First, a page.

FanPost

The Good, The Bad, and The Ugly of drafting Damian Lillard


We're less than a week out from the draft, and discussion about #6 is perkolating to a boil. The Blazers truly have the most difficult pick in all of the lottery. After a consensus "Big 5" group of prospects, the possibilities of what to do are endless. However, the importance in the result of #6 is at critical mass for the Blazers. The decison on #6 has to bear fruit for the sake of a positive future. This can't be Martell Webster time, or it will set the Blazers "retool" plan back even farther. It seems as though Damian Lillard's name is the popular one oozing out of everyone's mouth as the flavor of the week. So let's break it down:

THE GOOD: Starting with his physical skills, the kid flat knows how to score the ball in a variety of ways, and his efficiency doing so is startling good. When the Blazers would need to get a hoop out of an LMA double team, or needing someone to create a shot for themselves late in the shot clock, this kid can knock it down without reservation. The Blazers have sorely lacked a consistent outside shooter, and Lillard could go a long way in curing that ill. When I heard he compared to Derrick Rose at the combine in terms of his athleticism, it made me take notice of him seriously for the first time since he's been mentioned as a possible choice for Portland. Uber-Athletic PGs are beginning to become a trend in the NBA, and the way he can get to the rim and finish, or break through a trap at mid-court and run a fast break, is something Portland has NEVER had at the PG spot. I love his intangibles. He and Harrison Barnes sound like the two most polished kids in terms of attitude and confidence. He speaks directly and you can tell he has a chip on his shoulder, in a good way. You can tell he wants to be great and prove doubters wrong. His athletic ability and deadly shooting, coupled with a winner's attitude, could prove that he will eventually become a great leader of a team.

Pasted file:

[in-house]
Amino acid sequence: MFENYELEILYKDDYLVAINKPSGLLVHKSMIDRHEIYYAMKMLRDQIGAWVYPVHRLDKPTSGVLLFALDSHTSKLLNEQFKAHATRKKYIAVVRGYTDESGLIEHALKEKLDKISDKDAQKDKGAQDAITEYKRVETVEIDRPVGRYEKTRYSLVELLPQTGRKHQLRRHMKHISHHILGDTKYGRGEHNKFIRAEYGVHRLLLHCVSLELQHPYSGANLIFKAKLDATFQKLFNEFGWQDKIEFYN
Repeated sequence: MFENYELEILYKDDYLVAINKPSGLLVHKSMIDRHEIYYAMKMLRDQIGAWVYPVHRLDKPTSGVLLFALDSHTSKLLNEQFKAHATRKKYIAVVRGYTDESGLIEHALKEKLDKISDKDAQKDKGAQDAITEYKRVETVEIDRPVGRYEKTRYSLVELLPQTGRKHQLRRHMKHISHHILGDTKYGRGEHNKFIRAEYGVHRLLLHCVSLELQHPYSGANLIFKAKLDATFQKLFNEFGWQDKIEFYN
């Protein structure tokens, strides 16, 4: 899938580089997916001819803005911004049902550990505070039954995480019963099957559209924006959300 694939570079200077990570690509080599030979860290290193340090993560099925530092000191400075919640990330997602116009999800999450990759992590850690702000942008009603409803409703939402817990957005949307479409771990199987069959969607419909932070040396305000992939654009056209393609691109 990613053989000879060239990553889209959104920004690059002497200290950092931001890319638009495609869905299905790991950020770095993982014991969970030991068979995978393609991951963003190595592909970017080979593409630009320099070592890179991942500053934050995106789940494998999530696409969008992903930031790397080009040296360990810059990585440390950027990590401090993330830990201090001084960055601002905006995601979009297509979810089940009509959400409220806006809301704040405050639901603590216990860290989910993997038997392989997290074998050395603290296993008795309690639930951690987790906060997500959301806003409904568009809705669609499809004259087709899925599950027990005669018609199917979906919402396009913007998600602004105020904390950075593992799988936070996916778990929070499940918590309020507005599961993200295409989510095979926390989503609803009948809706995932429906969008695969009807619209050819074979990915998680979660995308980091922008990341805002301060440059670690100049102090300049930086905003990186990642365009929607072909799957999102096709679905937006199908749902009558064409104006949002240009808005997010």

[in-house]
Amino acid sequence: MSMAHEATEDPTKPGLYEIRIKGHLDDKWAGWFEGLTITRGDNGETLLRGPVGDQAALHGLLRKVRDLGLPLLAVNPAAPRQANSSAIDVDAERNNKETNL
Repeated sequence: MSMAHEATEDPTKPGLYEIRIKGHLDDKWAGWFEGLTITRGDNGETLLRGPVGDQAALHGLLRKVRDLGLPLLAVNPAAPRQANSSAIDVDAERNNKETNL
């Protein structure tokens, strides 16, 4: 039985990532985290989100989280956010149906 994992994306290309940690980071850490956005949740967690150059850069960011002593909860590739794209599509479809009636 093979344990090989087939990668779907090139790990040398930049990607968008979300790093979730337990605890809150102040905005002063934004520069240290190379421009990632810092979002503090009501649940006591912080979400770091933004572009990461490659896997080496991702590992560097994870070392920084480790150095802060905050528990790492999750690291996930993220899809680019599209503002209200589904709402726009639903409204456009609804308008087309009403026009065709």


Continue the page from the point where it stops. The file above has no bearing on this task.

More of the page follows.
THE BAD: Being the biggest fish in the Big Sky pond, isn't saying much. You have to wonder why he wasn't recruited to a major school. If someone has that detail, please enlighten me. I heard the question asked to him, but his answer was weak "I flew under the radar being from Oakland" Really? I think Oaktown is known for churning out PGs. Back to the D-Rose comparison, the flip-side of that is D-Rose was leading his team to a national title game as a freshman, not the Big Sky tourney. I am afraid his stats and efficiency are somewhat skewed by playing against weak competition, and when he has played against teams from legit leagues, he in fact struggled. My biggest fear is that he has no idea how to direct an NBA offense. When you were asked to be a scorer almost exclusively, you don't develop much in the way of a distributor or facilitator. He would instantly be asked to do that here, and at a high level. I think the veterans on the team, especially Aldridge could become highly frustrated with him as a rookie. If they start losing badly out of the gate because the offense sputters with Lillard, the season will go downhill fast, finger pointing will occur, and the fans will be in for another frustrating season blaming management on giving the reins to a kid who was nothing more than an athletic, one trick pony who could shoot the ball a little. Essentially, Jerryd Bayless 2.0. His defense is also terrible. He definitely saves himself for offense. When you are getting blown by against Big Sky competition, that is a huge red flag. It's great when you come to Portland for a workout and hit 98 out of 100 shots, but he has DEMANDED solo workouts so he's not playing against anybody else. If he can't guard anybody, he won't play in this league PERIOD! That's a simple fact. He has the athleticism to become a better defender, but you have to want to do it. I don't know if he wants to. That's very scary.